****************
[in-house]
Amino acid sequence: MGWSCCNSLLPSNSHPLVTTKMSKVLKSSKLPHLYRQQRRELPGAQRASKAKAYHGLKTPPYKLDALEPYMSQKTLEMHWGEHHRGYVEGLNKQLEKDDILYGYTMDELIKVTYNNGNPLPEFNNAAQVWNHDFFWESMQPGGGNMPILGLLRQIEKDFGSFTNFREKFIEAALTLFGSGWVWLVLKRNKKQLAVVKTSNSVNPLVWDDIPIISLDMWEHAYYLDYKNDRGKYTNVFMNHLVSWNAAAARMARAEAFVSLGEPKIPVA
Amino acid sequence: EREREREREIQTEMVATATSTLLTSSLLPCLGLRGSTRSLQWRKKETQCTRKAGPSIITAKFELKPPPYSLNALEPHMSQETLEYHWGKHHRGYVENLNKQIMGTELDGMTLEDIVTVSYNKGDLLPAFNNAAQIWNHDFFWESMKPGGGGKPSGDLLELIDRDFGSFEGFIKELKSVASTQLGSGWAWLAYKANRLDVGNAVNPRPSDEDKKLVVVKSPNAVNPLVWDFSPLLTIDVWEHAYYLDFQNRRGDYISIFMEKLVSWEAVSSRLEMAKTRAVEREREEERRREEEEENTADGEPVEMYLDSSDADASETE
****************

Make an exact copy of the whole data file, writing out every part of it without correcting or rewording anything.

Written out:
[in-house]
Amino acid sequence: MGWSCCNSLLPSNSHPLVTTKMSKVLKSSKLPHLYRQQRRELPGAQRASKAKAYHGLKTPPYKLDALEPYMSQKTLEMHWGEHHRGYVEGLNKQLEKDDILYGYTMDELIKVTYNNGNPLPEFNNAAQVWNHDFFWESMQPGGGNMPILGLLRQIEKDFGSFTNFREKFIEAALTLFGSGWVWLVLKRNKKQLAVVKTSNSVNPLVWDDIPIISLDMWEHAYYLDYKNDRGKYTNVFMNHLVSWNAAAARMARAEAFVSLGEPKIPVA
Amino acid sequence: EREREREREIQTEMVATATSTLLTSSLLPCLGLRGSTRSLQWRKKETQCTRKAGPSIITAKFELKPPPYSLNALEPHMSQETLEYHWGKHHRGYVENLNKQIMGTELDGMTLEDIVTVSYNKGDLLPAFNNAAQIWNHDFFWESMKPGGGGKPSGDLLELIDRDFGSFEGFIKELKSVASTQLGSGWAWLAYKANRLDVGNAVNPRPSDEDKKLVVVKSPNAVNPLVWDFSPLLTIDVWEHAYYLDFQNRRGDYISIFMEKLVSWEAVSSRLEMAKTRAVEREREEERRREEEEENTADGEPVEMYLDSSDADASETE